The President’s House was the result of a decree in 1928 by the Board of Trustees of the University of Illinois. This called for a “suitable President’s House...adequate for the probable needs and duties of the President of the University.” This house serves multiple purposes. First, it provides a place of residence for the President of the University. This includes all presidents to date excluding the first 6 that were in their presidential position before the building’s completion. The first President to reside in the President’s house is President Harry Woodburn Chase. On top of being the President’s home, this building also serves as a place to house distinguished guests. Notable guests have included: former first lady Eleanor Roosevelt, actor John Malkovich, movie critic and Illinois alumnus Roger Ebert, and others. The President’s House has hosted over 200,000 guests for meetings, dinners, and receptions among other events.
BUILDING DESIGN INTENTIONS
The University of Illinois hired architect Charles A. Platt to design several buildings so that the university would have consistent architectural style. This “Georgian Revival” style of Platt’s architecture can be characterized by the building’s simple 1-2 story box frame with centered panel front doors and rectangular windows. These buildings also often feature a pitched roof and a red brick veneer facade. This style can be seen today when touring the south side of the University’s campus, and the President’s House is no exception.
BUILDING TYPE + PROGRAM
The President’s House is a 4 story building consisting of 3 floors above ground and a single floor basement. The basement includes offices, as well as laundry, recreational, and utility rooms. The first floors consist of a kitchen, dining room, living room, maid’s room, and garage among other rooms. The upper floors have bedrooms and additional offices.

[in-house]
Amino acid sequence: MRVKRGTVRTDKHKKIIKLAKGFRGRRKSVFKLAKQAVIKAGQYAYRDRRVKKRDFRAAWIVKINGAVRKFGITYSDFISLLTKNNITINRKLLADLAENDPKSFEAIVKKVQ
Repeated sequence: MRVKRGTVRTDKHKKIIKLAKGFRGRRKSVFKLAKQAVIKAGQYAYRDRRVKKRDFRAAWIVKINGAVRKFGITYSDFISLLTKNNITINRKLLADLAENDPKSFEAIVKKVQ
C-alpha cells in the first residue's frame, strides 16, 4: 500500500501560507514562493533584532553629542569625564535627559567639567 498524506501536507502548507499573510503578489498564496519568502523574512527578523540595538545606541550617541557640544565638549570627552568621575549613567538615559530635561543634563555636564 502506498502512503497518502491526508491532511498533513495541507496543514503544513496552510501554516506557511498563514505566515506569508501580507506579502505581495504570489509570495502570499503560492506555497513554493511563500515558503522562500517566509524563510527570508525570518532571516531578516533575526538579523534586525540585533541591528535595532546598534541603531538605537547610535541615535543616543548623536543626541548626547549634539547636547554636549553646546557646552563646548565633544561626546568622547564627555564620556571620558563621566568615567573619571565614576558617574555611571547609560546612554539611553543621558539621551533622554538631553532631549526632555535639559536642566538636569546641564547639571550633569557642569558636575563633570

ARCHITECT PHILOSOPHY / HISTORY
Architects James M. White and Charles A. Platt worked on several University of Illinois buildings. Charles A. Platt (1861-1933) is an architect from New York City who came to architecture through a background in etching, painting, and landscape design. His works at the University of Illinois are primarily concentrated on the south side of campus, resulting in the Georgian Revival style of architecture that can be seen at the university today.
10 other projects that Platt designed at the University of Illinois are:
● Mumford Hall (originally Agriculture, completed 1924)
● David Kinley Hall (originally commerce, completed 1925)
● Evans Hall (originally West Residence Hall, completed 1925)
● Huff Hall (originally Men’s Gymnasium, completed 1925)
● McKinley Hospital (completed 1925)
● Library (completed 1926-29)
● Armory Additions (completed 1927)
● Architecture (completed 1928)
● Agricultural Bioprocesses Lab (originally Dairy Manufacturers Lab, completed 1931)
● Freer Hall (originally Women’s Gymnasium, completed 1931)